As a preface to the official kick-off date of StoryCorps Alaska, our team in New York set out to get the ball rolling a little early. Elise Pepple, the Coordinator of Outreach and Public Programs at the Public Library in Gustavus, Alaska, signed on-board to help us gather some initial interviews. Using StoryCorps recording equipment, designed for interviews much like those that take place in our booths, Elise created her very own StoryCorps “booth” to record the stories of Gustavus residents.
Gustavus is a city of 429 people set on the shore of Icy Strait, 36 air miles from Juneau, Alaska’s capital city. Gustavus is a unique community of individuals with a wide array of lifestyle choices and accommodations, from one room cabins with no plumbing to five star homes. With geologic and geographic changes to Gustavus over the years have also come social and demographic changes. The gateway community to Glacier Bay National Park, Gustavus is unique in its landscape and in its people.
In the planning stages of Elise’s endeavor, she showed a picture of the StoryCorps MobileBooth to a friend who commented that the Gustavus Public Library didn’t feel quite as “hip,” so they set out to find and make their own Gustavus StoryCorps booth. “If Gustavus is rich in something, it seems we are rich in ex-lodge buses,” Pepple remarks. She quickly came across a 21-year-old resident named Elm, who had recently bought a bus to live in. Pepple explains, “He said we could borrow the bus if we could move out the 20,000 pounds of scrap metal that were living inside and get it started. A couple of hours later, the bus was sitting in front of the library.”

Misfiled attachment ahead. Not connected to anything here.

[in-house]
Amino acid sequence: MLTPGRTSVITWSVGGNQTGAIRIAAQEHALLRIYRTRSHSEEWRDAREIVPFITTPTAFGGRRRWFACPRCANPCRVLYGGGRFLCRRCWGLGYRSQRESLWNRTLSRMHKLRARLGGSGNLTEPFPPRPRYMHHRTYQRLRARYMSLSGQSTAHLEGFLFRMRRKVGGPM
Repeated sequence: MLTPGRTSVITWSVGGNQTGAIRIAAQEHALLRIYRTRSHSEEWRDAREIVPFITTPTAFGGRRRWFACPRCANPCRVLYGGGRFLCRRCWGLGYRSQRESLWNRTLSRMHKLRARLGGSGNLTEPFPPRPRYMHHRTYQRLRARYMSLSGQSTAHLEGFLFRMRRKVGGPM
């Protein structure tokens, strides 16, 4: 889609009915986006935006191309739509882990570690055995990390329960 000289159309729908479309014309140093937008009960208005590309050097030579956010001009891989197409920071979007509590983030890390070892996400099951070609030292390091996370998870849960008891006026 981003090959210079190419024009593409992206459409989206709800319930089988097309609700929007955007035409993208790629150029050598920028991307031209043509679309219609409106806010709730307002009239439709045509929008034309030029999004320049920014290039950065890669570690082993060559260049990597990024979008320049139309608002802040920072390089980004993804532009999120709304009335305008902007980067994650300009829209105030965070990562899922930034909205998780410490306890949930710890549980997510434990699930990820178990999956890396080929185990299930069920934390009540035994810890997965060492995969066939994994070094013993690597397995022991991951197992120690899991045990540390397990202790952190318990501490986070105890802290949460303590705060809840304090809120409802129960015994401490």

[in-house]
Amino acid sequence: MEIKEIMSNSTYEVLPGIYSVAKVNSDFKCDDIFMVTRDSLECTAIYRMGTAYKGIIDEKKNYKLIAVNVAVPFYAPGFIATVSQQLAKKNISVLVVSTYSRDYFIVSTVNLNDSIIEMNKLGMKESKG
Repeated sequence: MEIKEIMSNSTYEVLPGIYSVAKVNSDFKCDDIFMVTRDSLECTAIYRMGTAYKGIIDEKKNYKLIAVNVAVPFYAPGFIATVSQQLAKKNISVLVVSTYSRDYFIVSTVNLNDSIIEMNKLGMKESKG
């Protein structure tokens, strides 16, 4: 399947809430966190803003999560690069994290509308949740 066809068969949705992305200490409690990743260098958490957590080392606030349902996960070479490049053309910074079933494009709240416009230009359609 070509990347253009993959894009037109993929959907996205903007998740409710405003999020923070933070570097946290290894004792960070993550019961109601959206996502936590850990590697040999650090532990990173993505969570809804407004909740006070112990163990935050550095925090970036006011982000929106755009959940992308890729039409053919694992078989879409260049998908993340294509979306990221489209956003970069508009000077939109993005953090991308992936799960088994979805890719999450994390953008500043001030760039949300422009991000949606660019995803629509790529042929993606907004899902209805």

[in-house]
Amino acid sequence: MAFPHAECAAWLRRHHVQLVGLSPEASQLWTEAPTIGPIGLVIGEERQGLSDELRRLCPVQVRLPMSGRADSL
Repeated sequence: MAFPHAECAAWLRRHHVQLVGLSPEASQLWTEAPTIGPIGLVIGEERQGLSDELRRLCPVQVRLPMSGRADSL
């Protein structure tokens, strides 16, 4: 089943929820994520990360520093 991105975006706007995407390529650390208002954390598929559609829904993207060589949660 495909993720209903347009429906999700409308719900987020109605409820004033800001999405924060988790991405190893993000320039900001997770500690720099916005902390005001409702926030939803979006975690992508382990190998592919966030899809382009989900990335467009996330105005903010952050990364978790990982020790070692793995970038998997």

Elise reported that, for the most part, Gustavus locals had not heard of StoryCorps. The public radio station there airs StoryCorps clips at 4 AM! Elise explains, “It seemed like either the whole town might show up, or no one at all.” But by the end of StoryCorps’ stay in Gustavus, some 30 interviews were recordedÃ³friends, couples, and family members shared the stories that shape their lives.
Elise describes her experience best, “Whether tacitly or explicitly understood, many of the stories told during StoryCorps Alaska in Gustavus oriented around the connections people here have to this place. While at times, I explicitly stated, Ã«you do not need to make this about Gustavus,’ even in my own interview, I found myself speaking of the complex and beautiful pull the community of Gustavus has had on my life.”
She continues, “As the person recording these stories, I’m pretty sure I lucked out the most. I’d crouch behind the wood stove, mouth agape, as people I knew expressed what is both beautiful and harsh in life. Listening confirmed for me the mission of this project: everyone has a storyÃ³moments that have been surprising, hysterical, and poignant in their lives. All you have to do is ask.”
“All told, there was laughter, tears, partial nudity, and the confirmation that people in Gustavus shape remarkable lives of independence and sincerity.”
Visit www.storycorpsalaska.net for more information on StoryCorps Alaska.